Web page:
“The nature of cyberspace is borderless and anonymous,” R. Chandrasekhara, secretary of India's telecommunications department, told a cyber security conference in London last week organised by a U.S.-based think tank, the EastWest Institute. “Governments, countries and law — all are linked to territory. There is a fundamental contradiction.”
Phi Beta Iota: The national secret intelligence communities mean well, but they are cognitively and culturally incapacitated in relation to both the global threats and the global infomation sharing and sense-making possibilities. It may just be that the solution has to come from a private sector service of common concern that can provide the integrity now lacking in governments and most corporation. Scary thought. M4IS2 is inevitable….delay is costing trillions.
Phi Beta Iota: All of the posters (use link) are expandable and printable. Below are just a few examples. Visit the 2011 GIS Poster Expo Gallery for all the others. These are generally GIS 2.0, and do not yet focus on “deltas” between collected data sets (e.g. Chinese investment and corruption), nor do they question standing assumptions (e.g. that wind farms are the answer vice individual windmills).
Here are a few of the BIG lies used to support the status quo. What we need, rather urgently, is a counter-narrative
LIE 1. The earth is an open system with infinite supplies and sinks;
POSSIBLE TRUTH: Earth is a closed system, changes that used to take 10,000 years now take three, humanity is “peaking” the entire system.
LIE 2. Everything must be monetized;
POSSIBLE TRUTH: Money is an exchange unit and an information unit; in the absence of holistic analytics and “true cost” transparency, mony is actually a toxic means of concentrating wealth and depriving communities of their own resources (e.g. land).
LIE 3. The extreme unregulated free market is the only option for a modern economy;
POSSIBLE TRUTH: Information asymmetries and “rule by secrecy” have been clearly documented–the free market is neither free nor fair. A modern economy needs to be transparent, resilient, and hence rooted in the local.
Before Gutenberg, a book cost about as much as a small house. As a result, only kings and bishops could afford to own a book of their own.
This naturally led to the creation of shared books, of libraries where scholars (everyone else was too busy not starving) could come to read books that they didn't have to own. The library as warehouse for books worth sharing.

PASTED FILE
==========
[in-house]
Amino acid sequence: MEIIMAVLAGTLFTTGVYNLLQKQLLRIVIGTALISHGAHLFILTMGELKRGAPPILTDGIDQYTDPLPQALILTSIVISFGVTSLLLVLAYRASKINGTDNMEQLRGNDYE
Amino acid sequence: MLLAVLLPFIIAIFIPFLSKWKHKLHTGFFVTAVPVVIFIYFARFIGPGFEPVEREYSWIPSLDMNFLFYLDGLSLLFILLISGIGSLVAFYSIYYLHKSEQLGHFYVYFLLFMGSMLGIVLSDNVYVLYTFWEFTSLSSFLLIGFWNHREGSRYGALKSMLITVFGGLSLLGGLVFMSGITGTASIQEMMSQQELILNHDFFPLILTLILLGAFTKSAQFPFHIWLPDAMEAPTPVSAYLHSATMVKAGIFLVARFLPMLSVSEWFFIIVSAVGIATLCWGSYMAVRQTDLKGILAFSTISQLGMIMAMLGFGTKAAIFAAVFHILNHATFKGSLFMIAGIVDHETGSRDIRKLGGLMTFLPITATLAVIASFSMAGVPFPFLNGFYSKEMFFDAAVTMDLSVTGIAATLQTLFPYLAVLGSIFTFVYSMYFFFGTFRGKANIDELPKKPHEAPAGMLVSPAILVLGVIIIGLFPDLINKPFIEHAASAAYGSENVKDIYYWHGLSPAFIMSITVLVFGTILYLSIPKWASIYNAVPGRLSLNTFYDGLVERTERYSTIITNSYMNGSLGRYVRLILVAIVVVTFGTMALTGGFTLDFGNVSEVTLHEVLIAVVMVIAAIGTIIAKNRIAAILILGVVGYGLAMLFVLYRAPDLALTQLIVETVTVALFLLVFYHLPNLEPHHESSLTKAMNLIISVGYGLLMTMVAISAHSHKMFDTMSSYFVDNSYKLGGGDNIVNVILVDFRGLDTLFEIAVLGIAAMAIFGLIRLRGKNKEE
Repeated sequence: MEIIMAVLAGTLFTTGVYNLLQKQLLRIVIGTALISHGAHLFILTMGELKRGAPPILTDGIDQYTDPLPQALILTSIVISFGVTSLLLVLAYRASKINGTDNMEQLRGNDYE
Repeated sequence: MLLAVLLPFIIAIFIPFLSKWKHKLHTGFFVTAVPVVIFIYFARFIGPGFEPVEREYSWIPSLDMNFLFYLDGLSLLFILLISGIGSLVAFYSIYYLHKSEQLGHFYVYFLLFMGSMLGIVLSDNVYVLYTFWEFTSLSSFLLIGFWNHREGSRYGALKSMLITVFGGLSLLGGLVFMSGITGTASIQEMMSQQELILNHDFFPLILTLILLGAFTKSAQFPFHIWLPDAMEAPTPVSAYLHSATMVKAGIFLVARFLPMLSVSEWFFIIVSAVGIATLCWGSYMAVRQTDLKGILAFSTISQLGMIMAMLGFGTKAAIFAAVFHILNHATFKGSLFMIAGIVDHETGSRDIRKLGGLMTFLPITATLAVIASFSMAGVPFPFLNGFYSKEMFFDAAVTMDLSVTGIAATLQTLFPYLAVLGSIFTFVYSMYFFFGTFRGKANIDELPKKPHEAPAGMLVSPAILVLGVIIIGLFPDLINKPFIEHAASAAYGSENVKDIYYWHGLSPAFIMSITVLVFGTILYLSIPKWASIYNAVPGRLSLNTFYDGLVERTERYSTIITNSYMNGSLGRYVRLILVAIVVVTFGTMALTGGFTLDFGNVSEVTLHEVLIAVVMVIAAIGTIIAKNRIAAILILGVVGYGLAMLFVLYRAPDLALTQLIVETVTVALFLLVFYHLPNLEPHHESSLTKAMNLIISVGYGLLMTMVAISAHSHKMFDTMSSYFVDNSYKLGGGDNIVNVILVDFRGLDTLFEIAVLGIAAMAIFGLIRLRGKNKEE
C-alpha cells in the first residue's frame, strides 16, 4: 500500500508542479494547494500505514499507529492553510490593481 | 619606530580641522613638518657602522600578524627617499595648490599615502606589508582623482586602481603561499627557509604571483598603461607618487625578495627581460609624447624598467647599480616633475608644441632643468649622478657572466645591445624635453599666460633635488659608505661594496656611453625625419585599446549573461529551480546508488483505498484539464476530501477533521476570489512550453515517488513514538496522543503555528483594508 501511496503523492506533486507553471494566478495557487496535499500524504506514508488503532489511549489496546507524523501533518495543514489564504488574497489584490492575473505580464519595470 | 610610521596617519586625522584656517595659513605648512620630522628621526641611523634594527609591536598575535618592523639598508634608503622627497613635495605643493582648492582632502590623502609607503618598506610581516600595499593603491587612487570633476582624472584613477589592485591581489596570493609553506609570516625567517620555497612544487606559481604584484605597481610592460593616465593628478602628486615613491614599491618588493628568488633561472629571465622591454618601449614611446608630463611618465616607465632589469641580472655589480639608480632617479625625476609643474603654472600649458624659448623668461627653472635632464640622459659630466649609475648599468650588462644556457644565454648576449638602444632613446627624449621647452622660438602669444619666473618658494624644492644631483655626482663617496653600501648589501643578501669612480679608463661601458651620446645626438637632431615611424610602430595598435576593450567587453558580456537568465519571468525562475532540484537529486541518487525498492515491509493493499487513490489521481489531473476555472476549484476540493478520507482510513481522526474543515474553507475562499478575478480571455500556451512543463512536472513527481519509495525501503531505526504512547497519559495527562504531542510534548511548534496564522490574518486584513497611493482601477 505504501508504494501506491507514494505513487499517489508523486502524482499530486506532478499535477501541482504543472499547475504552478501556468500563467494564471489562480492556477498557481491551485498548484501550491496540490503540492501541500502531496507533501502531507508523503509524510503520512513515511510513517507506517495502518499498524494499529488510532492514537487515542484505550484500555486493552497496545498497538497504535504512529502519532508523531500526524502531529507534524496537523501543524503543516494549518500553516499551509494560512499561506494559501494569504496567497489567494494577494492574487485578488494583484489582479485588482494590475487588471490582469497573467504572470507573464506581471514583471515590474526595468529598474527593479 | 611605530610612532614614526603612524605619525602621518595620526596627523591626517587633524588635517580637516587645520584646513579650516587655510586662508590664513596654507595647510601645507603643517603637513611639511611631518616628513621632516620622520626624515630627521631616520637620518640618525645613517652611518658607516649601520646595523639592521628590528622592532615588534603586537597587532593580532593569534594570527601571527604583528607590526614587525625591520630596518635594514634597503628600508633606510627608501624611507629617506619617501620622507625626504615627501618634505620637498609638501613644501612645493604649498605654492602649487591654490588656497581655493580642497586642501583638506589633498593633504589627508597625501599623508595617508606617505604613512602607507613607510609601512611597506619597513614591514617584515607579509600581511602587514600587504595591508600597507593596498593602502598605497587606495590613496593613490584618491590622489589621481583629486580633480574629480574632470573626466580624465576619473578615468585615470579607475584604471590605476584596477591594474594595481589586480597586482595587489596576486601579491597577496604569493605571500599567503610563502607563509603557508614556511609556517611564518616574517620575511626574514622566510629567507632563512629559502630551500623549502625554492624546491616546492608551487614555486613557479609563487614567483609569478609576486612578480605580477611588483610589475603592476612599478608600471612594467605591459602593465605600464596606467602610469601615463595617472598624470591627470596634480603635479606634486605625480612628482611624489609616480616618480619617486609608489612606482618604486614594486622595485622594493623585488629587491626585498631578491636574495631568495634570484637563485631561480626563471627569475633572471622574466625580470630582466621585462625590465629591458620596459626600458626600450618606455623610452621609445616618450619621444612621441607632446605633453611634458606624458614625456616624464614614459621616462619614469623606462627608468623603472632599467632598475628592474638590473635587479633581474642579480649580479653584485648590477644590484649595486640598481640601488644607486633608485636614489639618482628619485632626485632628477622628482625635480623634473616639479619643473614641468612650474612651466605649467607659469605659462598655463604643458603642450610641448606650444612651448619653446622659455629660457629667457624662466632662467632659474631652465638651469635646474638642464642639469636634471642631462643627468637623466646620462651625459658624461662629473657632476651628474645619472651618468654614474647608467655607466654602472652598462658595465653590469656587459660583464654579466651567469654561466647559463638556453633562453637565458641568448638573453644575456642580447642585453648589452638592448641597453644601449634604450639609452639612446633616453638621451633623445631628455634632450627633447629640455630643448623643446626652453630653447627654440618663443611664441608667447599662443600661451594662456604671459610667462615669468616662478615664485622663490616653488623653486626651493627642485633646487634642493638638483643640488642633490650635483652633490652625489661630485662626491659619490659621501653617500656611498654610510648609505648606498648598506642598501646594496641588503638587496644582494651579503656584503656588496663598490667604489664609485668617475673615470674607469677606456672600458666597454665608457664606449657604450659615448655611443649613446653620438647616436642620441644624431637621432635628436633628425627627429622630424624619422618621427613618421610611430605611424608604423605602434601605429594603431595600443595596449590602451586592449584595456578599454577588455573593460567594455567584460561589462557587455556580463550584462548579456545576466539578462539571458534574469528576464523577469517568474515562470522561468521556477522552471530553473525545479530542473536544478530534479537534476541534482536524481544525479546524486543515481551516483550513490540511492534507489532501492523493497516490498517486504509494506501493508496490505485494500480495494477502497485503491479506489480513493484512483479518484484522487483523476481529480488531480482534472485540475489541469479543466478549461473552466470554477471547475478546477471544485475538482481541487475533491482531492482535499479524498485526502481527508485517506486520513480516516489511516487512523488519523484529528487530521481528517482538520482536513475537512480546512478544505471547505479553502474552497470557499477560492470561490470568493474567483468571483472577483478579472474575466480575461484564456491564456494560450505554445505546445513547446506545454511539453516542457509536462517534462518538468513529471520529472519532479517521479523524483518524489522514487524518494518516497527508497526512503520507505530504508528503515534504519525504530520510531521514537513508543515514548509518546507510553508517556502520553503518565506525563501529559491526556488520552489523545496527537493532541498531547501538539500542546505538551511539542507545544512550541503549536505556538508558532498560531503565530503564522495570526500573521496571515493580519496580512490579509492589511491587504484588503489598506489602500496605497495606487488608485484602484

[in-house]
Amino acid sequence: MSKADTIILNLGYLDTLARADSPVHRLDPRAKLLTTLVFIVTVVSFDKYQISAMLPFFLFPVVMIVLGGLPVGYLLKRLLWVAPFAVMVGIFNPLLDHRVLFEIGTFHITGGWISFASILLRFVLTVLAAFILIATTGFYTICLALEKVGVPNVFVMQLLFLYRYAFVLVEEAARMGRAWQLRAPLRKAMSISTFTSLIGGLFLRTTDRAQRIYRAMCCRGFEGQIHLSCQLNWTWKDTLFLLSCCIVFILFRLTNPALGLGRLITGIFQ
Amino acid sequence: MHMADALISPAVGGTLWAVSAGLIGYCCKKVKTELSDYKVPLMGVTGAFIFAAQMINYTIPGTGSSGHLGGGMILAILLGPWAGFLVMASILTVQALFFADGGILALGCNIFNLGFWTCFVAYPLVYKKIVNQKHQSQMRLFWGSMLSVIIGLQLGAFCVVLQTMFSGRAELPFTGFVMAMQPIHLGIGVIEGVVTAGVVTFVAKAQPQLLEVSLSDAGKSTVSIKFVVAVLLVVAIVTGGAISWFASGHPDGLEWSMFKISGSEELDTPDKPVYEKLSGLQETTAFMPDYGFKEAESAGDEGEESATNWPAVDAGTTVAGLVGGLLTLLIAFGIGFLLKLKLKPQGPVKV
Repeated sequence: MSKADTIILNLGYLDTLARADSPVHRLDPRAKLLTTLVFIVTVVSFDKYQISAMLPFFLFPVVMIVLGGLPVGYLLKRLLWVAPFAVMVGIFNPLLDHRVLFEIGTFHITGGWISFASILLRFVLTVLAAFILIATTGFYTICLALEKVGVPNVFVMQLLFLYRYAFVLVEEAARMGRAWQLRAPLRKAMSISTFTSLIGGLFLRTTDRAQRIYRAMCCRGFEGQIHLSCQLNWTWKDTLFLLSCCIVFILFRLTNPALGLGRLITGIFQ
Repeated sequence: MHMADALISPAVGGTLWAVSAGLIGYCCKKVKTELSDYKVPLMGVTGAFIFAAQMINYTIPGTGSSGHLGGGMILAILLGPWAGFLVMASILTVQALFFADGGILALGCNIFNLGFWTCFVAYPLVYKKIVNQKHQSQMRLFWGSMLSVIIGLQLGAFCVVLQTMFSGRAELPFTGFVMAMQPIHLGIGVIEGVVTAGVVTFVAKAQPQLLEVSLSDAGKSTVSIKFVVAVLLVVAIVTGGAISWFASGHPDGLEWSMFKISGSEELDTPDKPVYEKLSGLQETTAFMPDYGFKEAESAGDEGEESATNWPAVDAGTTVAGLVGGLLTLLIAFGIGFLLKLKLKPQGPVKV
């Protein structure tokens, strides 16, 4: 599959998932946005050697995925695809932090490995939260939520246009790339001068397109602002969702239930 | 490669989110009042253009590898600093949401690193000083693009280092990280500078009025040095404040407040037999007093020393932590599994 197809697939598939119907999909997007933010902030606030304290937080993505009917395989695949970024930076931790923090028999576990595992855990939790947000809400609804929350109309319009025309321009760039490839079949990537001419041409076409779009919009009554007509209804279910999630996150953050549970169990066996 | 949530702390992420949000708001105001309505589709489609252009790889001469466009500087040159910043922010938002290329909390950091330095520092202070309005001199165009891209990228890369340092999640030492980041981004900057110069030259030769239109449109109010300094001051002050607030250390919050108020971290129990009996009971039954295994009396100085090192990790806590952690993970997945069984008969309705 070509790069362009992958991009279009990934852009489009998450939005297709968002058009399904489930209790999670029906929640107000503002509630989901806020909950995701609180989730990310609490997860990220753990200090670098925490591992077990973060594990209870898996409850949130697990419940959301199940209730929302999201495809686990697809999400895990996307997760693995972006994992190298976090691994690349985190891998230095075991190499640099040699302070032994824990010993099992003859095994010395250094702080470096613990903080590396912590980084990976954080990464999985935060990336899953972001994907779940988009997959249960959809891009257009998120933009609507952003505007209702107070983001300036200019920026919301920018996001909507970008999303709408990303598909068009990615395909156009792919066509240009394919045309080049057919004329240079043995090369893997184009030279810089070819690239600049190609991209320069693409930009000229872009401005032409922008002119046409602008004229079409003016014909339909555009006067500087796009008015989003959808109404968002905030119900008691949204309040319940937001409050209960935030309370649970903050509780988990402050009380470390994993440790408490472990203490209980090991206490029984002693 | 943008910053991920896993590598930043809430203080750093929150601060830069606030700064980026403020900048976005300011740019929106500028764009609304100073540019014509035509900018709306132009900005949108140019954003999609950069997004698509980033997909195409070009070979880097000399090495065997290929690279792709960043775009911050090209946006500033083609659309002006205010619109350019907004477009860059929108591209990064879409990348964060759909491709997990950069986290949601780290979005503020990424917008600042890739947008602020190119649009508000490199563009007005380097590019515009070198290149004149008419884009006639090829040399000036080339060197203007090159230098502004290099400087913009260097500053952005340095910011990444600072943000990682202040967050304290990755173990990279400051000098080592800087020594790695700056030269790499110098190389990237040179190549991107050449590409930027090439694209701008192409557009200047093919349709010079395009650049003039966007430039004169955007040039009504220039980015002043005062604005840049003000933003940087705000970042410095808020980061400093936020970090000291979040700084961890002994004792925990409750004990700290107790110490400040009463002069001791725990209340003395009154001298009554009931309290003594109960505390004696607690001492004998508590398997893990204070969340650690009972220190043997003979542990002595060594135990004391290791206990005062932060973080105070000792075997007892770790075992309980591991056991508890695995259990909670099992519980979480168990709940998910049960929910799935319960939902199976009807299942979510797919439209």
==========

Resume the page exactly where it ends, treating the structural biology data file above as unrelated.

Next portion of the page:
Only after that did we invent the librarian.
The librarian isn't a clerk who happens to work at a library. A librarian is a data hound, a guide, a sherpa and a teacher. The librarian is the interface between reams of data and the untrained but motivated user.
After Gutenberg, books got a lot cheaper. More individuals built their own collections. At the same time, though, the number of titles exploded, and the demand for libraries did as well. We definitely needed a warehouse to store all this bounty, and more than ever we needed a librarian to help us find what we needed. The library is a house for the librarian.
Humanity and technology continue to co-evolve at an ever increasing pace, leaving traditional institutions (and mindsets) calcified and out of date. A new paradigm is emerging, where everything is increasingly connected and the nature of collaboration, business and work are all being reshaped. In turn, our ideas about society, culture, geographic boundaries and governance are being forced to adapt to a new reality.
While some fear the loss of control associated with these shifts, others are exhilarated by the new forms of connectivity and commerce that they imply. Transactions and interactions are growing faster and more frictionless, giving birth to what I call a “superfluid” economy.
Business will not return to usual. So let's discuss 4 key concepts to help us better understand the shifts that are underway:
1. Quantifying and mapping everything
2. Everyone has access to the internet
3. Self-organizing expands
4. Peer-to-peer exchange changes the future of money
I’m excited to be nearing the completion of my dissertation research. As regular iRevolution readers will know, the second part of my dissertation is a qualitative and comparative analysis of the use of the Ushahidi platform in both Egypt and the Sudan. As part of this research, I am carrying out some content analysis of the reports mapped on U-Shahid and the SudanVoteMonitor. The purpose of this blog post is to share my preliminary analysis of the 2,700 election monitoring reports published on U-Shahid during Egypt’s Parliamentary Elections in November & December 2010.